Taylor Swift & Kanye West: White Women, Tears, and Coded Images
By Karnythia on September 14, 2010
BlogHer Original Post
Okay, so I think we all know about Taylor Swift being interrupted last year at the VMA's right? Right. Kanye West caught all kinds of hell for it, and even for his subsequent apologies. So, then why am I linking to the video from this year's show? You can't convince me that you don't want to talk about the past when you do a performance all about it. Barefoot, standing like a broken doll, and all but crying your way through the whole thing. Ooh, a whole stage show geared to present this image of delicate white femininity while you sing about your innocence being violated. By a scary black man.
Gee, that's not a coded message we've seen before at all. Oh wait, let's talk about the idea of white people feeling violated by black people "not knowing their place" and what that's meant historically to American society. Better yet, let's really dig down into why we're singing about violated innocence like being interrupted on stage is at all equivalent to being physically assaulted. Oh, but then we might have to get into who interrupted her and whether this would be such a big deal if the racial makeup was different.
I'm certain someone will swear she didn't mean to stir up the kind of images that she did. Especially in this "post racial" society. Which, if we were remotely post-racial might hold some water. Not a lot. But some. As we're not actually post anything? Intent (or lack thereof) only carries so much weight before it doesn't matter why you're encouraging the same virulent hate that spewed last year in the immediate aftermath of Kanye's bad manners. Yes, I said bad manners. Because being rude is what he's guilty of and not much else. He's a jackass with issues that he let spill all over her big moment. That sucks. But, that's not a reason to still be playing the victim a year later and using dog whistle racism as a subtext in your performance.
Taylor Swift's paean to being Kanye's "victim" makes me want to roll my eyes at her routine as well as some of the reactions to it. Because if this is what happens when someone is rude to a white woman in public, we really haven't come past race at all. Not even a little bit.
In fact, while we're on the subject of coded language and images, let's talk about the phrase "White Women's Tears" and why it seems to be both problematic and accurate in this situation. There's a case that could be made for inherent misogyny in the way the phrase is used. After all Taylor's feelings were undoubtedly hurt, and she's got a right to express that pain right? Right. So, as a musician she expresses those emotions in the way that best suits her and we shouldn't read more into it than her telling her side of the story.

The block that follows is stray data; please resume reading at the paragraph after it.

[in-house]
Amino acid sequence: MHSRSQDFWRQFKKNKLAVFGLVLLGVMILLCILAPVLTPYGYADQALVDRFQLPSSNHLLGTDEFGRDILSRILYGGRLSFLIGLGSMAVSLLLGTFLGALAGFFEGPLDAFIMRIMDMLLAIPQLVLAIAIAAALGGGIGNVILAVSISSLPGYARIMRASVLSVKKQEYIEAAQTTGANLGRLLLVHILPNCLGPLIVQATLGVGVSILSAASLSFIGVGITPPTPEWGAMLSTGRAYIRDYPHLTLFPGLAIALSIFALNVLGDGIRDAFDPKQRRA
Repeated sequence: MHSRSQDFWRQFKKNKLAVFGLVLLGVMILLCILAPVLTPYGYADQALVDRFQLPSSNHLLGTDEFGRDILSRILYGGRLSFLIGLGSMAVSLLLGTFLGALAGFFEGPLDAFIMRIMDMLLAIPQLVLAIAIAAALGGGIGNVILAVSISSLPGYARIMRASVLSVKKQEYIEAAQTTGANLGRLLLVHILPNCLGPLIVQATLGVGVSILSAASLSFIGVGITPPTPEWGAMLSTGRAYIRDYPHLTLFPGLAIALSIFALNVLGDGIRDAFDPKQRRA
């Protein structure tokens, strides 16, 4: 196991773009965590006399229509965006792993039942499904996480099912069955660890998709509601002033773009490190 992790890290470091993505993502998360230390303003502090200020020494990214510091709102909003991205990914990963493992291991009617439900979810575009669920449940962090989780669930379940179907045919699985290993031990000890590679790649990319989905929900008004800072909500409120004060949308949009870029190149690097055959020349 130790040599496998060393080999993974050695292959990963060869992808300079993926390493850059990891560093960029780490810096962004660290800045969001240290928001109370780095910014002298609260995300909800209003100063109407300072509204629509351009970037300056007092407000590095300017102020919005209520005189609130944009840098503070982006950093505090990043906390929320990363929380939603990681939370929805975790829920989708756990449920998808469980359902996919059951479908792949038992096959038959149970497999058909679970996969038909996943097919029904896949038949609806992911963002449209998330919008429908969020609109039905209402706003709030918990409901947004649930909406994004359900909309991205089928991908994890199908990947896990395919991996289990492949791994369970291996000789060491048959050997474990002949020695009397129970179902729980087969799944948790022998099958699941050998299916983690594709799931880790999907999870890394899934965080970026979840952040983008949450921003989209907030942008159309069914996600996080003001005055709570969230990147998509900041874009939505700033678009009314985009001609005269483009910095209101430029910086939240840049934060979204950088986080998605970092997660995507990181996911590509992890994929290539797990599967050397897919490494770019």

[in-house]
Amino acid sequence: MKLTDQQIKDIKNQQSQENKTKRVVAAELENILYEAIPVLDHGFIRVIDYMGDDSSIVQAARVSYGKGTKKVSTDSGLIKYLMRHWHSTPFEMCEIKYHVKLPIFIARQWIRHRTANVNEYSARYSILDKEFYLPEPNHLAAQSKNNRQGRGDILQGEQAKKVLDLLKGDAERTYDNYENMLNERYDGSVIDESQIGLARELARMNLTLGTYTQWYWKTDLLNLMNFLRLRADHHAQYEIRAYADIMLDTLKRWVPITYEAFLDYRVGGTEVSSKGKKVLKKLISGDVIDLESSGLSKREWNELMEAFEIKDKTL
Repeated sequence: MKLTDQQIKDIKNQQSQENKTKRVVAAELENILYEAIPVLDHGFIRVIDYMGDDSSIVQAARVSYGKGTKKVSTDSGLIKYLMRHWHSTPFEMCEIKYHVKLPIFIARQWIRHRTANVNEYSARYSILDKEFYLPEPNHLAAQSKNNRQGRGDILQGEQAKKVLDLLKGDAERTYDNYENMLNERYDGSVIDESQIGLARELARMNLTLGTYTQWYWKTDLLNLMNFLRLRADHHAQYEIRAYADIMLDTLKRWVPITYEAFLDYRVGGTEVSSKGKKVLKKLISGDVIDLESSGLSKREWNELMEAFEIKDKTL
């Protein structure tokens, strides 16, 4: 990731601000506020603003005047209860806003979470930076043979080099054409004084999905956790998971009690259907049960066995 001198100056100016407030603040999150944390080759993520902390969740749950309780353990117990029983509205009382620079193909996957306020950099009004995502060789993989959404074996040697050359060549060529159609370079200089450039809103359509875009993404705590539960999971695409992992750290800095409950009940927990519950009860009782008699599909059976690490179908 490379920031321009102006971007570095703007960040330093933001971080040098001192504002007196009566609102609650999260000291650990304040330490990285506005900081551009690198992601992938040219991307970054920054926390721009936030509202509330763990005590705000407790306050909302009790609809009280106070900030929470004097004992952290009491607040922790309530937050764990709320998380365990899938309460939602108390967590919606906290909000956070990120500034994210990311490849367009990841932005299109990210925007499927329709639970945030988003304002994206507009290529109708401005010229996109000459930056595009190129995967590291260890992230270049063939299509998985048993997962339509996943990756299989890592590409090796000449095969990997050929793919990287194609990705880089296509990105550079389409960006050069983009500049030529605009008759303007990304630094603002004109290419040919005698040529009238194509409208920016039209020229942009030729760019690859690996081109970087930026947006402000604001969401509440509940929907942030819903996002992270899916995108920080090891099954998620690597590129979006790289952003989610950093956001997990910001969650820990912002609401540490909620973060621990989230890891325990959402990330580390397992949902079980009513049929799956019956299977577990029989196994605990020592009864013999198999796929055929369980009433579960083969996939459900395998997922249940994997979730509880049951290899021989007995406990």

Except she's not expressing those emotions in a vacuum, and she's well aware of the racial subtext after a year of her fans using racial epithets about Kanye at every turn. She's had a year to debut this song (especially since according to her camp she wrote it in her diary last year) but she held onto it for a publicity stunt on Sunday night. There's some complicated historical and social subtext tangled up in the use of tears this way, and in the reaction to those tears. It's a subtext that makes the phrase "White Woman's Tears" a convenient shorthand for a situation that boils down to a white woman wielding her tears as a weapon against a POC. We're back to intent and the question of whether those tears (genuine or otherwise) and their ability to derail and/or escalate a situation can be separated out from the emotions that may be prompting them.
Personally, I look at the reaction to Kanye's interruption of Taylor Swift, and I think that we have a long way to go before the major concern is the terminology and not the act. But then, I'm not a white woman and my tears don't have any power, so I'm obviously biased by my experiences with the phenomenon. This time the goal of the tears is likely to generate some more sympathy, but we can't ignore the death threats against him that were generated a year ago, or the ones that might have been generated by revisiting the issue.
Edited to Add: So, a further dissection of the lyrics was called for by a few commenters on another blog. And I went digging. Okay, let's assume she's not singing about her violated innocence and the whole song is about Kanye. That's...not an improvement. We've still got her stage show based around White Damsel (love that one by the way), poorly written lyrics (I recognize that this one was a given) that left me and whole lot of other people thinking she was singing about herself with a verse aimed at Kanye, and for an added bonus she's infantilizing a grown man. So we're right back to coded images, complete with a White Man's Burden'esque routine about about childlike black people. Again, in a country with a long history of using such images to justify terrible things. Since I know someone will claim (and probably already has) that any complaining is just proof that Taylor Swift cannot win with "those people," let me point out that mashing up one racist coded image with another isn't exactly new or any less offensive. The truth is she cannot win as long as she's using racism as currency. Once people stop doing that? Everyone wins.
Karnythia blogs about all the random things that come into her head and hopes that other people get where she's pointing.
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